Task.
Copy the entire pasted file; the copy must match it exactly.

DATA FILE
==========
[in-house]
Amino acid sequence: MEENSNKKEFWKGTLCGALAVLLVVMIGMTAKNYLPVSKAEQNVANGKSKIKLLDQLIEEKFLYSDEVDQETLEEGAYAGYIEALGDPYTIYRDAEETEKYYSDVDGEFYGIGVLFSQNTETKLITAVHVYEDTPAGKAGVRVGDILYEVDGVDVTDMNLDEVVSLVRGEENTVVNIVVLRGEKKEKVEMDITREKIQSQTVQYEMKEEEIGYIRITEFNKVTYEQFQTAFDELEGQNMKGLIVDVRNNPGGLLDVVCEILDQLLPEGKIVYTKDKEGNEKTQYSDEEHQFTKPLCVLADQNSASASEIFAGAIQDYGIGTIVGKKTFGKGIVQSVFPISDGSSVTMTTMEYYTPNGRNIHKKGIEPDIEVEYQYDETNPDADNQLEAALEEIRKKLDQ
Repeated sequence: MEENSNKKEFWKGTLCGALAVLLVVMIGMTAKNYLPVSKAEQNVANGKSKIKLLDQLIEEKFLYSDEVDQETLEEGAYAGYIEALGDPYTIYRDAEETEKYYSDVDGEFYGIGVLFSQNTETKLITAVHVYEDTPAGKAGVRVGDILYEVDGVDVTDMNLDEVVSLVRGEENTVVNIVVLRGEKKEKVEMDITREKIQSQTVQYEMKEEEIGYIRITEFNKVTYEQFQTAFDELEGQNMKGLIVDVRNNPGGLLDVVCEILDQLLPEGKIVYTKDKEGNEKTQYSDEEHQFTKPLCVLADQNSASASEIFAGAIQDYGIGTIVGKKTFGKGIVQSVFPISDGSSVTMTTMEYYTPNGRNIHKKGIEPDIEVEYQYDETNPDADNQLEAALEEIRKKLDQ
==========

[in-house]
Amino acid sequence: MEENSNKKEFWKGTLCGALAVLLVVMIGMTAKNYLPVSKAEQNVANGKSKIKLLDQLIEEKFLYSDEVDQETLEEGAYAGYIEALGDPYTIYRDAEETEKYYSDVDGEFYGIGVLFSQNTETKLITAVHVYEDTPAGKAGVRVGDILYEVDGVDVTDMNLDEVVSLVRGEENTVVNIVVLRGEKKEKVEMDITREKIQSQTVQYEMKEEEIGYIRITEFNKVTYEQFQTAFDELEGQNMKGLIVDVRNNPGGLLDVVCEILDQLLPEGKIVYTKDKEGNEKTQYSDEEHQFTKPLCVLADQNSASASEIFAGAIQDYGIGTIVGKKTFGKGIVQSVFPISDGSSVTMTTMEYYTPNGRNIHKKGIEPDIEVEYQYDETNPDADNQLEAALEEIRKKLDQ
Repeated sequence: MEENSNKKEFWKGTLCGALAVLLVVMIGMTAKNYLPVSKAEQNVANGKSKIKLLDQLIEEKFLYSDEVDQETLEEGAYAGYIEALGDPYTIYRDAEETEKYYSDVDGEFYGIGVLFSQNTETKLITAVHVYEDTPAGKAGVRVGDILYEVDGVDVTDMNLDEVVSLVRGEENTVVNIVVLRGEKKEKVEMDITREKIQSQTVQYEMKEEEIGYIRITEFNKVTYEQFQTAFDELEGQNMKGLIVDVRNNPGGLLDVVCEILDQLLPEGKIVYTKDKEGNEKTQYSDEEHQFTKPLCVLADQNSASASEIFAGAIQDYGIGTIVGKKTFGKGIVQSVFPISDGSSVTMTTMEYYTPNGRNIHKKGIEPDIEVEYQYDETNPDADNQLEAALEEIRKKLDQ